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Nursing home workers go on strike as talks fail to reach compromise over fair labor dispute

Patriot-News - 9/2/2022

About 700 nursing home nurses, health aides and support staff walked off the jobs Friday morning as negotiation talks over unfair labor practices between union and provider representatives failed to settle a dispute.

The strike impacts 14 nursing homes across the state, two of them in the Harrisburg are.

Talks between SEIU Healthcare Pennsylvania and two providers - Comprehensive Healthcare and Priority Healthcare - failed to provide significant enough investments into staffing and care as talks wrapped up early Friday morning.

“Our goal has always been – and continues to be – to get a fair contract that invests in this entire workforce and will meaningfully address the staffing crisis,” said Matthew Yarnell, President of SEIU Healthcare Pennsylvania. “But the offers on the table still fall short – Comprehensive and Priority are failing to create the kind of wage scales we’ve been able to achieve with other providers. These workers have been underpaid and disrespected for far too long, and it’s both them and the residents they care for who suffer.”

The dispute centers around how for-profit companies use millions of taxpayer dollars to bolster caregiving in nursing homes.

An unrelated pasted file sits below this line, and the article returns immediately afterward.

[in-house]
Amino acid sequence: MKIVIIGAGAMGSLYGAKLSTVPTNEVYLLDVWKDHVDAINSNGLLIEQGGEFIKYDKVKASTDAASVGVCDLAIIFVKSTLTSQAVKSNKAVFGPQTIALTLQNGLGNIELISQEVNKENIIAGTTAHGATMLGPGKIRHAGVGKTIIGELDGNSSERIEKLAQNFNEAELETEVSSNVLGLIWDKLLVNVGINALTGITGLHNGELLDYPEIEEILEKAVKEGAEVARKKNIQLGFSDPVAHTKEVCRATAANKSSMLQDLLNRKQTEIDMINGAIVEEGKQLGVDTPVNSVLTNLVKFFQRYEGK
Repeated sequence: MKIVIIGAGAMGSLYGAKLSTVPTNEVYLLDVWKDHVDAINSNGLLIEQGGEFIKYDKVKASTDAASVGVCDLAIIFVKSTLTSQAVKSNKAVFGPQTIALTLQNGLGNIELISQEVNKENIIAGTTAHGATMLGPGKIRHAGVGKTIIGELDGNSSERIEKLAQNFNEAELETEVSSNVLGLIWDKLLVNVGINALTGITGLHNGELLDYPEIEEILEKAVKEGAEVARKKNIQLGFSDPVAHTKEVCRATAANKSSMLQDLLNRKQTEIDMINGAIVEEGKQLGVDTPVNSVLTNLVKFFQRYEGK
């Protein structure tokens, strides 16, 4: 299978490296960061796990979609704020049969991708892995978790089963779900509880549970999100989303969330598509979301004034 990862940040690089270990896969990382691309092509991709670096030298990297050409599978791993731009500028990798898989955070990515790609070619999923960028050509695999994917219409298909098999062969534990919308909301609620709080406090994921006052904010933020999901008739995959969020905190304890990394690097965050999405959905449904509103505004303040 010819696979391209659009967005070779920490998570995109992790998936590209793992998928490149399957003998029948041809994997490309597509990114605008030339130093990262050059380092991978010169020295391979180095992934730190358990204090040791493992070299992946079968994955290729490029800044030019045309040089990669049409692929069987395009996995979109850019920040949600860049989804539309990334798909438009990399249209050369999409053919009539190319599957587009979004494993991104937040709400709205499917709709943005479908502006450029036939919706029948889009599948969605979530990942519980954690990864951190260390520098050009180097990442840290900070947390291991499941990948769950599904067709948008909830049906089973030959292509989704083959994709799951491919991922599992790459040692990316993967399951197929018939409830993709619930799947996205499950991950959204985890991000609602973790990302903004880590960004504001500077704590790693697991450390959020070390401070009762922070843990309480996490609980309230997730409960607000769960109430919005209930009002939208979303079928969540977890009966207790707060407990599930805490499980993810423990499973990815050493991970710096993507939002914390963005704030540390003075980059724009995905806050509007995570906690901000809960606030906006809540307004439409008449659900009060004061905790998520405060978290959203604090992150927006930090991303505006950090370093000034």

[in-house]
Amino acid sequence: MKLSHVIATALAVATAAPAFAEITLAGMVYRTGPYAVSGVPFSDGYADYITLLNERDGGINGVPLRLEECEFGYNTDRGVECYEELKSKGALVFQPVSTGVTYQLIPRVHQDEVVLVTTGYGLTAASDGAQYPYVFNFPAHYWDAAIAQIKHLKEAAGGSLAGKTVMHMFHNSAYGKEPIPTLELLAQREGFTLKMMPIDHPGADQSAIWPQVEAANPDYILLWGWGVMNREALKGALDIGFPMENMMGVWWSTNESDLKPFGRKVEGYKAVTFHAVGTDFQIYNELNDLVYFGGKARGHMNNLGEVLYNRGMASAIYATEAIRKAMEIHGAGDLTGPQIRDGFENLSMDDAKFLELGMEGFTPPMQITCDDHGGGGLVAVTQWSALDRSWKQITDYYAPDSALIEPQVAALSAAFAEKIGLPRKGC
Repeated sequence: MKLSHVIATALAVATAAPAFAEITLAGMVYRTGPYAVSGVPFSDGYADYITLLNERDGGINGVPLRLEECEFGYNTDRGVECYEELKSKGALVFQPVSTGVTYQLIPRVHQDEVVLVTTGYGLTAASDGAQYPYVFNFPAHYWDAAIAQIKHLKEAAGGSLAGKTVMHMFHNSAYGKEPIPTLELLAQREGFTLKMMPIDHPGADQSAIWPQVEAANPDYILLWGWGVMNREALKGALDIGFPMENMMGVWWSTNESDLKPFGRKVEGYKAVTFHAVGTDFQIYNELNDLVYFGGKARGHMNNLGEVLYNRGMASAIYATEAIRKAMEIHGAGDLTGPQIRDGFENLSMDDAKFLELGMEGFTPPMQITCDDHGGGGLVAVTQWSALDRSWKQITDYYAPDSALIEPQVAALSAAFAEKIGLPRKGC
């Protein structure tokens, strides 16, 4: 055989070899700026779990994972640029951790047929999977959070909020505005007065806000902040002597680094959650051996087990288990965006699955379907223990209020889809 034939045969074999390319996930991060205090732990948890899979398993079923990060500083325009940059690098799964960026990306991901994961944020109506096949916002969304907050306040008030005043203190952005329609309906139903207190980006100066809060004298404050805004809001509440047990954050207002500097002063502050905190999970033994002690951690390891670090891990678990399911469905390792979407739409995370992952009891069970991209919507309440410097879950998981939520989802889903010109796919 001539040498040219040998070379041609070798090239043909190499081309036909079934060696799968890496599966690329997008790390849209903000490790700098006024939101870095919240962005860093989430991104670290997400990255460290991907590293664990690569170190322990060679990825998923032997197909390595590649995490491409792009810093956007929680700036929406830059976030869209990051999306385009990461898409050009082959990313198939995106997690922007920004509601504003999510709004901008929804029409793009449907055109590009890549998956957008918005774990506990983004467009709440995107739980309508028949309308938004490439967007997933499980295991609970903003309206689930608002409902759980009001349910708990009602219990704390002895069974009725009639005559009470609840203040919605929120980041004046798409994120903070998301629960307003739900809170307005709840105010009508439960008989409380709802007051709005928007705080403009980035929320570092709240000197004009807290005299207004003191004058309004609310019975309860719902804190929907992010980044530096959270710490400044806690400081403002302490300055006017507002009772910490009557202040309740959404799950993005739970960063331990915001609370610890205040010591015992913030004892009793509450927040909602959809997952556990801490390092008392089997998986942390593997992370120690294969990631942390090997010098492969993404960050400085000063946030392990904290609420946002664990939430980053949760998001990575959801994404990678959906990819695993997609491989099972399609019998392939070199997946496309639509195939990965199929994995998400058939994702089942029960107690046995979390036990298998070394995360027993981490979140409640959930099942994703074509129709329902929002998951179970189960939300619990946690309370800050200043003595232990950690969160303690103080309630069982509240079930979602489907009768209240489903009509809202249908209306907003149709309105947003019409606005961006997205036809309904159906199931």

Union officials expect lawmakers and supporters to later today join striking workers in picket lines across the state.

At issue is how much of that aforementioned $600 million earmarked by Gov. Tom Wolf and the Legislature will go to workers, many of whom say they are working longer hours, taking duties outside their jobs, and even rationing food for residents.

Locally, the strike will impact: The Gardens at Blue Ridge (Progress Avenue, Linglestown area) and The Gardens at West Shore (Poplar Church Road, Camp Hill).

Zach Shamberg, chief executive of the Pennsylvania Health Care Association, on Thursday told PennLive that providers are focused on ensuring no disruption in care for nursing home residents.

“It’s all about continuity of care and ensuring that current residents can continue to be cared for in the days and weeks leading to a potential strike,” he said. “Providers have been working around the clock to ensure they have enough staff to care for residents and that means contracting with more and more agency staff. That means bringing staff members and workers from outside the area and even from outside Pennsylvania to ensure that care can continue.”

The union has already reached an agreement with one provider - Guardian Healthcare - earlier this week.

No additional bargaining dates have been set.


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